“Five years would have gotten you through every correction we have seen other than the Great Depression,” he said.
But Farrell and others caution against going too heavily into cash after the fact or trying to time the market. With inflation running at 40-year highs, holding a significant portion of retirement savings in cash year after year isn’t a winning strategy, at least in terms of keeping up with rising costs. It remains a balancing act.
“The equity market has been the place to grow your assets and outperform inflation long term,” added Joanna Heckman, a vice president and financial consultant with Charles Schwab in Denver.
Bear markets are typically associated with a recession, and recessions are usually associated with job losses, the kind that can push older and higher-paid workers into retirement sooner than expected. But so far, this downturn is playing out much differently. Colorado’s unemployment rate remains a historically low 3.4%.
Employers remain short of help, and while that could change in the months ahead, a paycheck remains one of the surest ways to generate an income and avoid drawing down savings. For those who can do it, one of the best ways to boost the long-term odds in retirement may be to not retire.
Bills said he had a conversation with a client Tuesday who decided he still enjoyed doing what he does and was going to wait another year to quit his job while the economy sorted itself out.
“Whether you are in a bear market or not, if you have the ability to continue making income and can delay that retirement, consider it,” Bills said.
Farrell adds it doesn’t necessarily mean staying on full-time. Going part-time can lower the amount of retirement savings needed, while also allowing someone to ease into a reduced workload. Anything that provides income and takes the pressure off the retirement portfolio is beneficial.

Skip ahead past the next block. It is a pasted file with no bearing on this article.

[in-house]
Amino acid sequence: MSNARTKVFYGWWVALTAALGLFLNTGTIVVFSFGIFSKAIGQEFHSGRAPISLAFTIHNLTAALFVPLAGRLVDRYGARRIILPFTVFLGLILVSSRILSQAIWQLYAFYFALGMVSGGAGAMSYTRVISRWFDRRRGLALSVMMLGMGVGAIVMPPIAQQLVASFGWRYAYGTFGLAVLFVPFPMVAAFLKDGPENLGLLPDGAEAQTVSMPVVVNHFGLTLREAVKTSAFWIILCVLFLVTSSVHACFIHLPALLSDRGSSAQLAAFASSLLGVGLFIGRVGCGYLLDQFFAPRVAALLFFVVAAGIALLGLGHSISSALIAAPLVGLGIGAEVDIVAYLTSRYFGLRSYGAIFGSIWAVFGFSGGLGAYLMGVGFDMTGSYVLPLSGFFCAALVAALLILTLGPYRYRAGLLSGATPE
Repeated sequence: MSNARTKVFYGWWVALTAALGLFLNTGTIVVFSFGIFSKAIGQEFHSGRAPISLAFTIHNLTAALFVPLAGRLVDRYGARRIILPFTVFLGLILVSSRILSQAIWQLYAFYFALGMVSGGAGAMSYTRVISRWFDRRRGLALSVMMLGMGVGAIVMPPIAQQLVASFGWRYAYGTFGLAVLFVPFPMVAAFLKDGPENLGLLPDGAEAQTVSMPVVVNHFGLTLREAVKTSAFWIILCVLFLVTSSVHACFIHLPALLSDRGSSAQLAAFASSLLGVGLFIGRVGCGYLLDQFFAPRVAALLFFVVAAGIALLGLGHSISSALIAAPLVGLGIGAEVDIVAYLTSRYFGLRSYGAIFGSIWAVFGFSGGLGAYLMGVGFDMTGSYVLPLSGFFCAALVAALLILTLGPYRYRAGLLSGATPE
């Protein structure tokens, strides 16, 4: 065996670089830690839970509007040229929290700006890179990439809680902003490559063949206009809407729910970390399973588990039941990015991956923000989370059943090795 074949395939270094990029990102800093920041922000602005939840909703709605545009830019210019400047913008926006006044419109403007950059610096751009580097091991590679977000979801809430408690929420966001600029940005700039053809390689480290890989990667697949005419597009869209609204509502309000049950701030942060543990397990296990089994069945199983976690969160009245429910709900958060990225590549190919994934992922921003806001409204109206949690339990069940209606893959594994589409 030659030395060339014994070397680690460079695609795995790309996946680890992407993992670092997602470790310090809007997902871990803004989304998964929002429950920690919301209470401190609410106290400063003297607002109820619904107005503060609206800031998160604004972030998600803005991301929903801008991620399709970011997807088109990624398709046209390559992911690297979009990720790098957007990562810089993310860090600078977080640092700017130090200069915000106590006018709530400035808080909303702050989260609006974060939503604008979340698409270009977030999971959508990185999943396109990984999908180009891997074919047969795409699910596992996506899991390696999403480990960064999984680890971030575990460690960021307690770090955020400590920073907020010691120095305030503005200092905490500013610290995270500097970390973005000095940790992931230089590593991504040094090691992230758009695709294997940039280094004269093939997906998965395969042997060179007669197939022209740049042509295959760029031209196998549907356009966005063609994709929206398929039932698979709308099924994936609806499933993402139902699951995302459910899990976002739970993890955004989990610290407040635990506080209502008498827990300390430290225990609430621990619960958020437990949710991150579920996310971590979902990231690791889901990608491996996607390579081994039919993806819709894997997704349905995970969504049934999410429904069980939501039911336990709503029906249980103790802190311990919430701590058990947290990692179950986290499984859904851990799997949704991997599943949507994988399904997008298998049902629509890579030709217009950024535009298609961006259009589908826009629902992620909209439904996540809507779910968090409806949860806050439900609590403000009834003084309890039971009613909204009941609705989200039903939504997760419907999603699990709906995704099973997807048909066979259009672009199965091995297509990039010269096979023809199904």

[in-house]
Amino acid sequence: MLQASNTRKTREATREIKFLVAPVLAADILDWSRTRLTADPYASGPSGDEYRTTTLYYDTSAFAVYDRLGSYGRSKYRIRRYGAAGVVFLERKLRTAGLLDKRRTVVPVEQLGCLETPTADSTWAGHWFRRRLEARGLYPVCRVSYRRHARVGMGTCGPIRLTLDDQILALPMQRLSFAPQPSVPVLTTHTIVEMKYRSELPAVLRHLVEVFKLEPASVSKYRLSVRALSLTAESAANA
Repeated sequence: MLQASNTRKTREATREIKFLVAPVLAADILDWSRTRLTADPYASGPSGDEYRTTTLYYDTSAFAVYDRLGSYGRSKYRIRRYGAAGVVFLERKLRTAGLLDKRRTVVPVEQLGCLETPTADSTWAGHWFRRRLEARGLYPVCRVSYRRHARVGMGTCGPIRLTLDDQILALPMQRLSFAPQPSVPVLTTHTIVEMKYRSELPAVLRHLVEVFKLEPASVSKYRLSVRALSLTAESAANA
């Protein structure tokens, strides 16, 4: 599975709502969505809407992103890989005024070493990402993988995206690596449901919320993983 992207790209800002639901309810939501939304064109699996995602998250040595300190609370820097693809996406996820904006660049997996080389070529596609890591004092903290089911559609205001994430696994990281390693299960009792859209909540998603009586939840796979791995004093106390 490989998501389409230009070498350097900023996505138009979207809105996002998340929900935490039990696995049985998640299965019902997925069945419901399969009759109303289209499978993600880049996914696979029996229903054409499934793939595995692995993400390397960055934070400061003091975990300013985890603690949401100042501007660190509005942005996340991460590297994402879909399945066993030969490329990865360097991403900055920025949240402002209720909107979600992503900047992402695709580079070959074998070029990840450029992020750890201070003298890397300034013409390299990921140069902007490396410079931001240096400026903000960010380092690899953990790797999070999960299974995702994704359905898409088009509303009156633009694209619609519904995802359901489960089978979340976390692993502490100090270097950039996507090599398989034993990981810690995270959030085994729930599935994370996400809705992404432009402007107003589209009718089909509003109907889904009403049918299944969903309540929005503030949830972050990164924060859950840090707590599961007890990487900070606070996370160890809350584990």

The last thing people who have scrimped for years so they had money to retire may want to hear is that they need to cut back on spending, but that represents a third way to tackle the new retirement reality.
“Continuing to work is a very personal decision,” Heckman said. “Some people would rather pare back their spending.”
Celebrating retirement with a big splurge is somewhat common. It could range from buying a recreational vehicle to taking a dream trip abroad. But the current environment is one where it pays to delay. Not eliminate, just delay.
So much is out of the control of investors, Heckman said. They can’t control Federal Reserve policy or supply-chain bottlenecks that drive up inflation or how stocks will perform. But personal spending is one area where they have some say.
“Where are areas you can decrease your spending when markets are tough? How can you avoid making large withdrawals?” she said. The delayed gratification that allows for the accumulation of retirement savings can also help recent retirees weather the current downturn and put them in a better position for long-term success.
Farrell said there is so much uncertainty right now. The Federal Reserve may let up on interest rates too soon and the economy could see rolling waves of sustained inflation lasting for years. The last time that happened was in the 1970s and stock market returns went nowhere for over a decade. Or the Fed may keep the brakes on for too long, triggering a severe recession and even steeper correction in both bonds and stocks.
“In this period, you have to decide the amount of risk you want to take with the uncertainty that is building,” he said. “Know yourself as you go through this cycle. Put yourself in a place to deal with uncertainty.”